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Old Chester, PA: Biographical Sketches
Rev. Milton Sparks
Rev. Milton Sparks
Photo from Home Directory of the Colored People of Chester, 1906 compiled by Lawrence L. Barrett & C. I. Wilson. The photographs in the book were taken by Mr. H. E. Williams, 210 E Broad St., Chester.
(The following biographical sketch of the Rev. Sparks is taken from the Home Directory of the Colored People of Chester, 1906 compiled by Lawrence L. Barrett & C. I. Wilson. This reference is available at the DCHS research library.
The Rev. Milton Sparks was born March 8, 1873, in Gretna, Louisiana. He is the son of Robert and Lilly Sparks. His environment was humblest of the humble. Educational advantage was secured at the expense of a parish school, until the age of 12 years. At this age, mother discovered it would be a loss of time to have him continue, as they who taught as heads of these schools were very limited, and had but little to impart to advantage. Therefore, she concluded to dispatch him to Prof. Lucian Adams, a graduate of Oberlin, Ohio, a gentleman and scholar of no mean degree. He it is to whom credit may be bestowed to laying the foundation of educational usefulness in this young mind. After a few months over three years and a half, Providence called the pilot of this young man's life by death to the God who giveth. Anchor was cast, a number of years past, was tossed here, there and yonder. At last orders received from an uncommon source inspired him to go forward. Many difficulties gave rise to hinder the object which stood conscious as a Moses before a burning bush. Just then the Lord's voice was heard. A heart burning to enter life's service in the behalf of my people. The call of God say make ready. O, what an hour, I shall never forget. Satin offering and proclaiming. But thanks be to God I decided with the aid of one Walter Cooper to take God into my life. I can never forget that hour I first felt His saving power. There came a calm in my life, which after a few days gave rise to a new and strange anxiousness. Now not the secular but divine. An appeal came from the soul asking for education in the purest sense. What to do I did not know. Departing from home in search of funds for the coming school year, it was on a bright, sunshining day, while enroute to work I heard a voice commanding me to go to Philadelphia, and there my ministry would begin. The remaining facts were dictated. After arriving in Philadelphia and joining the Zion Baptist Church. Was elected church clerk and superintendent of the Sunday School, increasing that body to over two hundred members. He afterwards went to Boston, Mass., and was there in the employ of Senator Russell and wife for one year. When leaving they asked him his purpose, and upon being told gave to the now Rev. Sparks $300.00 to go to Howard University at Washington, D. C., where he remained six years, supporting himself by outside service, finishing May 29, 1900. Ordained in Vermont Avenue Baptist Church, Washington, D. C., Rev. George W. Lee, pastor, Called to Baltimore, laboring one year without salary, and went to Elmira, N. Y., leaving there because of limited environments, and was immediately called to serve as General Missionary for Pennsylvania under the auspices of the Pennsylvania State Baptist Convention, during the period of which service he was recommended to the people of Calvary Baptist Church of this city, preaching for them a Sabbath. He was requested to return the following Sabbath, they being without a pastor. Supplied them until the regular church meeting, at which time they were decided in the selection of a minister and called the subject of this story Easter Sunday, April 7th, 1903.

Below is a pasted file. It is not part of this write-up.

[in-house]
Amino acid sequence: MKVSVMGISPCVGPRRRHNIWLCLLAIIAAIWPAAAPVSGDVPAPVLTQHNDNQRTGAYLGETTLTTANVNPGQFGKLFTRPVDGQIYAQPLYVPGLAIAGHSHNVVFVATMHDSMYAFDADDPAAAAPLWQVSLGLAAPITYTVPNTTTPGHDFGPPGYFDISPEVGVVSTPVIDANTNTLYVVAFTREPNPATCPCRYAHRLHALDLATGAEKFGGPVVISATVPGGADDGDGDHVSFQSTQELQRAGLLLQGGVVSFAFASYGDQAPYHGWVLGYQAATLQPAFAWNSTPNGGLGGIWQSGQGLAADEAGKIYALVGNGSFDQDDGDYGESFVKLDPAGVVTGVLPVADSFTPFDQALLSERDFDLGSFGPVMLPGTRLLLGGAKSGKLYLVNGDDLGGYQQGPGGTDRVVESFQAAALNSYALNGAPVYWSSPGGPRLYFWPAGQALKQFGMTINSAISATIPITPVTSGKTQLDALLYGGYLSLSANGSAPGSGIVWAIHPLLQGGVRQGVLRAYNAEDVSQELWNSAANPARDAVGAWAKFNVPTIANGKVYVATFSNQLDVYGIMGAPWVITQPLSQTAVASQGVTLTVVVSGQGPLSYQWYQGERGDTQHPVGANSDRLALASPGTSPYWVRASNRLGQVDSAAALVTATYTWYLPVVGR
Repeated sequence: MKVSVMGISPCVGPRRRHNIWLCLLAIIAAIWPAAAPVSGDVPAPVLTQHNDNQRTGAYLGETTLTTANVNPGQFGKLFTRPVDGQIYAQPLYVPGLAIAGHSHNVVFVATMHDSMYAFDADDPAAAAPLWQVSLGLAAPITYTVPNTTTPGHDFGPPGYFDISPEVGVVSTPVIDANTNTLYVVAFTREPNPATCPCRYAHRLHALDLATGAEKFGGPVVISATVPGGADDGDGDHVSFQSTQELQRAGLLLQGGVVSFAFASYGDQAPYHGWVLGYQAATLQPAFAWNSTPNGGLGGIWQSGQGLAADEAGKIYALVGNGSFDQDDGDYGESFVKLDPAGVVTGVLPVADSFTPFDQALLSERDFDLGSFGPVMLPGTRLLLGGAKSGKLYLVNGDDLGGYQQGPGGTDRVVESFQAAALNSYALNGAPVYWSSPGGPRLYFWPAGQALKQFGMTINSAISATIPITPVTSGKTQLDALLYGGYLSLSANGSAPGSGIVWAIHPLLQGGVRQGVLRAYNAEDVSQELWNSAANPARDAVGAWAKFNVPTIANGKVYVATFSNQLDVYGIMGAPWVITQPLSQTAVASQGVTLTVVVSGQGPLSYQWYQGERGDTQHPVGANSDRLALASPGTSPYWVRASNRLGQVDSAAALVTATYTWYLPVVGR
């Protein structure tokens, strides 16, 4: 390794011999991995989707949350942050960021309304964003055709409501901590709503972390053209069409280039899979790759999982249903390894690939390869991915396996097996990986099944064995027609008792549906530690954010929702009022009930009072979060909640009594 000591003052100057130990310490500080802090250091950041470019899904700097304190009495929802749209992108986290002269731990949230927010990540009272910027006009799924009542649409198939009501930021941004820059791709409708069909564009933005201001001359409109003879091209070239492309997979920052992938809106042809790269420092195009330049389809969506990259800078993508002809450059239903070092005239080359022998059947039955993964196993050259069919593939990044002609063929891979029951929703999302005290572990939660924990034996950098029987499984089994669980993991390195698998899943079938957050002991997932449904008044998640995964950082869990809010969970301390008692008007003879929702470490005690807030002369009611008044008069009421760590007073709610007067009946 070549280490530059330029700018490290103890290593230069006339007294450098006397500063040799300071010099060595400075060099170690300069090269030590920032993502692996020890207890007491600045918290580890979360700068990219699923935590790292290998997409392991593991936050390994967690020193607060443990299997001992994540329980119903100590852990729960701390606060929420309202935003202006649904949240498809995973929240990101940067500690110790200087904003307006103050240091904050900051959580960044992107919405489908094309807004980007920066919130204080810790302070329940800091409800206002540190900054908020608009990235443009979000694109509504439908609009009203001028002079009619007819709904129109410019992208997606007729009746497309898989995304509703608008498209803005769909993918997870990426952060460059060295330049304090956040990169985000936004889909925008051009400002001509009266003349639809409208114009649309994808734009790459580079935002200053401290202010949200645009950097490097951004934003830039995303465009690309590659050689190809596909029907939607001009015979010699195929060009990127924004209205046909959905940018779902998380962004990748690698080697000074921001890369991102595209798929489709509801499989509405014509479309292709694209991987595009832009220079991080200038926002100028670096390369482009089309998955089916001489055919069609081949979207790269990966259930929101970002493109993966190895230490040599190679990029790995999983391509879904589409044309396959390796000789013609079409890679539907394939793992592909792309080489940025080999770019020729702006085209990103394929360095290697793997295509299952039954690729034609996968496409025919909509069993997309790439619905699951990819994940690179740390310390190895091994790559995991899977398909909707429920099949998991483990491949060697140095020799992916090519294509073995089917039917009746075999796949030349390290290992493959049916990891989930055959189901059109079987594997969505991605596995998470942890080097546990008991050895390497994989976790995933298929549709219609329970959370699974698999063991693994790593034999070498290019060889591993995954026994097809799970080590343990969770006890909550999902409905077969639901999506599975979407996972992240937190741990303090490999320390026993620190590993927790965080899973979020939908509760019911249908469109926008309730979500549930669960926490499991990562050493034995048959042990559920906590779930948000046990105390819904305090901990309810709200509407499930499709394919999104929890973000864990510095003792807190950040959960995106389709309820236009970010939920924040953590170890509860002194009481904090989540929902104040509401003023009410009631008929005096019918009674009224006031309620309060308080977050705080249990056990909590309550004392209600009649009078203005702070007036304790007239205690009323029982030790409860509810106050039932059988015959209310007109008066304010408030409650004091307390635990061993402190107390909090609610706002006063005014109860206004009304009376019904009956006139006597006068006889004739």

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© 2003 John A. Bullock III.
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